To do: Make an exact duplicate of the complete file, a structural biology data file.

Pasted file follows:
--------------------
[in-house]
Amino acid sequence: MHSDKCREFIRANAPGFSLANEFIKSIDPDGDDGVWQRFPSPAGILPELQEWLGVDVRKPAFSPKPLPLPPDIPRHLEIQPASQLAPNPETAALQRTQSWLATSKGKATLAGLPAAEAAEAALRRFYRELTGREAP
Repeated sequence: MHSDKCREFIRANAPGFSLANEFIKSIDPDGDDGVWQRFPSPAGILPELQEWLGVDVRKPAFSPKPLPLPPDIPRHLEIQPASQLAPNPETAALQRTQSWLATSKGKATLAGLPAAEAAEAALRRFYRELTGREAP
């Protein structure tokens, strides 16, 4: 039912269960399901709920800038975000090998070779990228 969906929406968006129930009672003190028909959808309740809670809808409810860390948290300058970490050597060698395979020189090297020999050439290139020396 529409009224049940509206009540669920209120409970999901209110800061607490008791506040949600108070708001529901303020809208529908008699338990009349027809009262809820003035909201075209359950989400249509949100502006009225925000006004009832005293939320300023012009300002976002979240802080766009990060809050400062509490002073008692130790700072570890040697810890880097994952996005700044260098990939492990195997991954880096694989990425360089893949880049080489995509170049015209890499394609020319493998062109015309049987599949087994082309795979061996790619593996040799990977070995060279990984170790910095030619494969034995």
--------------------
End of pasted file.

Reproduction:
[in-house]
Amino acid sequence: MHSDKCREFIRANAPGFSLANEFIKSIDPDGDDGVWQRFPSPAGILPELQEWLGVDVRKPAFSPKPLPLPPDIPRHLEIQPASQLAPNPETAALQRTQSWLATSKGKATLAGLPAAEAAEAALRRFYRELTGREAP
Repeated sequence: MHSDKCREFIRANAPGFSLANEFIKSIDPDGDDGVWQRFPSPAGILPELQEWLGVDVRKPAFSPKPLPLPPDIPRHLEIQPASQLAPNPETAALQRTQSWLATSKGKATLAGLPAAEAAEAALRRFYRELTGREAP
């Protein structure tokens, strides 16, 4: 039912269960399901709920800038975000090998070779990228 969906929406968006129930009672003190028909959808309740809670809808409810860390948290300058970490050597060698395979020189090297020999050439290139020396 529409009224049940509206009540669920209120409970999901209110800061607490008791506040949600108070708001529901303020809208529908008699338990009349027809009262809820003035909201075209359950989400249509949100502006009225925000006004009832005293939320300023012009300002976002979240802080766009990060809050400062509490002073008692130790700072570890040697810890880097994952996005700044260098990939492990195997991954880096694989990425360089893949880049080489995509170049015209890499394609020319493998062109015309049987599949087994082309795979061996790619593996040799990977070995060279990984170790910095030619494969034995």